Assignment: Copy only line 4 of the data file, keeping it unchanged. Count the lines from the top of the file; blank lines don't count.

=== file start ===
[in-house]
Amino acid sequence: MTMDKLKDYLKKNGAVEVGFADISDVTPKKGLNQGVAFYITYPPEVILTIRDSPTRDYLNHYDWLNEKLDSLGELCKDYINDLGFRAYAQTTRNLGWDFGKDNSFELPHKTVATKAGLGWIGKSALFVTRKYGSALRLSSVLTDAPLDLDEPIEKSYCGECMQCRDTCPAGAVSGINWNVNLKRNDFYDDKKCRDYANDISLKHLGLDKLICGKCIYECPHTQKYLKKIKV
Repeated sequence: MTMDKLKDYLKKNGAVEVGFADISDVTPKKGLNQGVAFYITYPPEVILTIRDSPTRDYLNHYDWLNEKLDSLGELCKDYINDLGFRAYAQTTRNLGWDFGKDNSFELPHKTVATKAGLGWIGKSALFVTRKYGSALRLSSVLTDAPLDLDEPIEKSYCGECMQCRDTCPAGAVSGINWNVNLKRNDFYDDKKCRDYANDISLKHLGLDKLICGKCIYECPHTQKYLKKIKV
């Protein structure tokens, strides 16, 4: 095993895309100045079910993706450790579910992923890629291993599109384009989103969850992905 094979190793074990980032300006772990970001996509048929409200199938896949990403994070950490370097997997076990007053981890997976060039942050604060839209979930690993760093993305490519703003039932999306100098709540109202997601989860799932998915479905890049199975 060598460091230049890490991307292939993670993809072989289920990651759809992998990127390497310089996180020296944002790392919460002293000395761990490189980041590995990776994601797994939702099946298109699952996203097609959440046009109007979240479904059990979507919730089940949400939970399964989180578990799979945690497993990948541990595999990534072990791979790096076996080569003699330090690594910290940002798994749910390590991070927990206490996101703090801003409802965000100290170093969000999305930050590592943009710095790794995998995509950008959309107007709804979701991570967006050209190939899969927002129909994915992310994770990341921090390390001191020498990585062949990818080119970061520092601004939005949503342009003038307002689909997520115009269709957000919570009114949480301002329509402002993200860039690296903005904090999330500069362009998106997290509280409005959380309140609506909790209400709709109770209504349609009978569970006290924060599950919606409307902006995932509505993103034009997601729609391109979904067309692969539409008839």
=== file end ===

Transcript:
């Protein structure tokens, strides 16, 4: 095993895309100045079910993706450790579910992923890629291993599109384009989103969850992905 094979190793074990980032300006772990970001996509048929409200199938896949990403994070950490370097997997076990007053981890997976060039942050604060839209979930690993760093993305490519703003039932999306100098709540109202997601989860799932998915479905890049199975 060598460091230049890490991307292939993670993809072989289920990651759809992998990127390497310089996180020296944002790392919460002293000395761990490189980041590995990776994601797994939702099946298109699952996203097609959440046009109007979240479904059990979507919730089940949400939970399964989180578990799979945690497993990948541990595999990534072990791979790096076996080569003699330090690594910290940002798994749910390590991070927990206490996101703090801003409802965000100290170093969000999305930050590592943009710095790794995998995509950008959309107007709804979701991570967006050209190939899969927002129909994915992310994770990341921090390390001191020498990585062949990818080119970061520092601004939005949503342009003038307002689909997520115009269709957000919570009114949480301002329509402002993200860039690296903005904090999330500069362009998106997290509280409005959380309140609506909790209400709709109770209504349609009978569970006290924060599950919606409307902006995932509505993103034009997601729609391109979904067309692969539409008839």